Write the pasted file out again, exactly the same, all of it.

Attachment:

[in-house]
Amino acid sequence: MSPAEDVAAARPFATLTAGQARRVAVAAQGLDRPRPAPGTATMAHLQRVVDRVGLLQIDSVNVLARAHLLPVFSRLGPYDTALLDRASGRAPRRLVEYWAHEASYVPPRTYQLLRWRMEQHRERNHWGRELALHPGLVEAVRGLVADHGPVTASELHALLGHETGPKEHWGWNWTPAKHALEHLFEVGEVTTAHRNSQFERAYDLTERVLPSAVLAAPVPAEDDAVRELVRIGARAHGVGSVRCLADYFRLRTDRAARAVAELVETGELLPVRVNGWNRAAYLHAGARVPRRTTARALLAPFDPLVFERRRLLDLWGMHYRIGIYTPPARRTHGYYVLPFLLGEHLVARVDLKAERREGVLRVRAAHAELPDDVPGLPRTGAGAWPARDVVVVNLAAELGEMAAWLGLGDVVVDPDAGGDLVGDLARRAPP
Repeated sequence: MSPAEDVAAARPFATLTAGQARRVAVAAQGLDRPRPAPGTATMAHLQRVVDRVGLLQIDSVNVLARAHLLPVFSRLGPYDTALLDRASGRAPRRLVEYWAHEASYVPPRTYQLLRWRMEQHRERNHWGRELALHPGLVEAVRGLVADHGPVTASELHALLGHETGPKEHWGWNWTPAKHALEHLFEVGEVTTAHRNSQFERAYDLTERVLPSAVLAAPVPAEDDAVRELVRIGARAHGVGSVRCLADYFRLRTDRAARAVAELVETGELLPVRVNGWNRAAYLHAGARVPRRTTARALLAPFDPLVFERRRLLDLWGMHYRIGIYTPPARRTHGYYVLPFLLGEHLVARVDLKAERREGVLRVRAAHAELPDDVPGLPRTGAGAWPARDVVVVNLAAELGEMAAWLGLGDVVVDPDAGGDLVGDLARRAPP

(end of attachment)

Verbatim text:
[in-house]
Amino acid sequence: MSPAEDVAAARPFATLTAGQARRVAVAAQGLDRPRPAPGTATMAHLQRVVDRVGLLQIDSVNVLARAHLLPVFSRLGPYDTALLDRASGRAPRRLVEYWAHEASYVPPRTYQLLRWRMEQHRERNHWGRELALHPGLVEAVRGLVADHGPVTASELHALLGHETGPKEHWGWNWTPAKHALEHLFEVGEVTTAHRNSQFERAYDLTERVLPSAVLAAPVPAEDDAVRELVRIGARAHGVGSVRCLADYFRLRTDRAARAVAELVETGELLPVRVNGWNRAAYLHAGARVPRRTTARALLAPFDPLVFERRRLLDLWGMHYRIGIYTPPARRTHGYYVLPFLLGEHLVARVDLKAERREGVLRVRAAHAELPDDVPGLPRTGAGAWPARDVVVVNLAAELGEMAAWLGLGDVVVDPDAGGDLVGDLARRAPP
Repeated sequence: MSPAEDVAAARPFATLTAGQARRVAVAAQGLDRPRPAPGTATMAHLQRVVDRVGLLQIDSVNVLARAHLLPVFSRLGPYDTALLDRASGRAPRRLVEYWAHEASYVPPRTYQLLRWRMEQHRERNHWGRELALHPGLVEAVRGLVADHGPVTASELHALLGHETGPKEHWGWNWTPAKHALEHLFEVGEVTTAHRNSQFERAYDLTERVLPSAVLAAPVPAEDDAVRELVRIGARAHGVGSVRCLADYFRLRTDRAARAVAELVETGELLPVRVNGWNRAAYLHAGARVPRRTTARALLAPFDPLVFERRRLLDLWGMHYRIGIYTPPARRTHGYYVLPFLLGEHLVARVDLKAERREGVLRVRAAHAELPDDVPGLPRTGAGAWPARDVVVVNLAAELGEMAAWLGLGDVVVDPDAGGDLVGDLARRAPP